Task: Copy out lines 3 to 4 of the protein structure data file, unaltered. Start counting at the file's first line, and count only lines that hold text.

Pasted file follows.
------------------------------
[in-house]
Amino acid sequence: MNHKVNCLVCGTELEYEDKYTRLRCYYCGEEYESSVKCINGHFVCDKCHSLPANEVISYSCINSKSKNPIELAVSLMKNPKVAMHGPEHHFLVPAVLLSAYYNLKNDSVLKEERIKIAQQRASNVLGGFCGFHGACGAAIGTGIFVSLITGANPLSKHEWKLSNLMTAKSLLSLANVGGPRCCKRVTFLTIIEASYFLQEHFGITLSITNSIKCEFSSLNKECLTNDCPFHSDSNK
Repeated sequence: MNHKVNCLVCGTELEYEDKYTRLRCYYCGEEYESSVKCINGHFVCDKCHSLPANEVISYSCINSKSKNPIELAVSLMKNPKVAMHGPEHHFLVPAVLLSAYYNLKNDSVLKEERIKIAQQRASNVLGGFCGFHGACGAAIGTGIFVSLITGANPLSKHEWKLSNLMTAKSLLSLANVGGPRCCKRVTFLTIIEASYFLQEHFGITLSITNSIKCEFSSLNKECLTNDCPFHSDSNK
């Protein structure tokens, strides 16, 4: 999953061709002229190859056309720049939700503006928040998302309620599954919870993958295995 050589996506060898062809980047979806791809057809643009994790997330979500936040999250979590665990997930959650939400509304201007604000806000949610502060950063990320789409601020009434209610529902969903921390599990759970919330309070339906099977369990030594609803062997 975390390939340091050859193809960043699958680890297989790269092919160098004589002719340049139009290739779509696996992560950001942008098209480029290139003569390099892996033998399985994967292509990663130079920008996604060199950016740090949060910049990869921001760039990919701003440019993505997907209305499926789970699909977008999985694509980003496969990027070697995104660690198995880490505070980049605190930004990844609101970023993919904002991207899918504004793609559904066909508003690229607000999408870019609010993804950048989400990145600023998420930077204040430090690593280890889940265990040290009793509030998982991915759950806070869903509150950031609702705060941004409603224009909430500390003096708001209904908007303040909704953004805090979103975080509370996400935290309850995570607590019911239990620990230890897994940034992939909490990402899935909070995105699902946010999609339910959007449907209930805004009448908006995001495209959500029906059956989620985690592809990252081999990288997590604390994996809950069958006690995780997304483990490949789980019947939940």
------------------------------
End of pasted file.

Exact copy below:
Repeated sequence: MNHKVNCLVCGTELEYEDKYTRLRCYYCGEEYESSVKCINGHFVCDKCHSLPANEVISYSCINSKSKNPIELAVSLMKNPKVAMHGPEHHFLVPAVLLSAYYNLKNDSVLKEERIKIAQQRASNVLGGFCGFHGACGAAIGTGIFVSLITGANPLSKHEWKLSNLMTAKSLLSLANVGGPRCCKRVTFLTIIEASYFLQEHFGITLSITNSIKCEFSSLNKECLTNDCPFHSDSNK
């Protein structure tokens, strides 16, 4: 999953061709002229190859056309720049939700503006928040998302309620599954919870993958295995 050589996506060898062809980047979806791809057809643009994790997330979500936040999250979590665990997930959650939400509304201007604000806000949610502060950063990320789409601020009434209610529902969903921390599990759970919330309070339906099977369990030594609803062997 975390390939340091050859193809960043699958680890297989790269092919160098004589002719340049139009290739779509696996992560950001942008098209480029290139003569390099892996033998399985994967292509990663130079920008996604060199950016740090949060910049990869921001760039990919701003440019993505997907209305499926789970699909977008999985694509980003496969990027070697995104660690198995880490505070980049605190930004990844609101970023993919904002991207899918504004793609559904066909508003690229607000999408870019609010993804950048989400990145600023998420930077204040430090690593280890889940265990040290009793509030998982991915759950806070869903509150950031609702705060941004409603224009909430500390003096708001209904908007303040909704953004805090979103975080509370996400935290309850995570607590019911239990620990230890897994940034992939909490990402899935909070995105699902946010999609339910959007449907209930805004009448908006995001495209959500029906059956989620985690592809990252081999990288997590604390994996809950069958006690995780997304483990490949789980019947939940």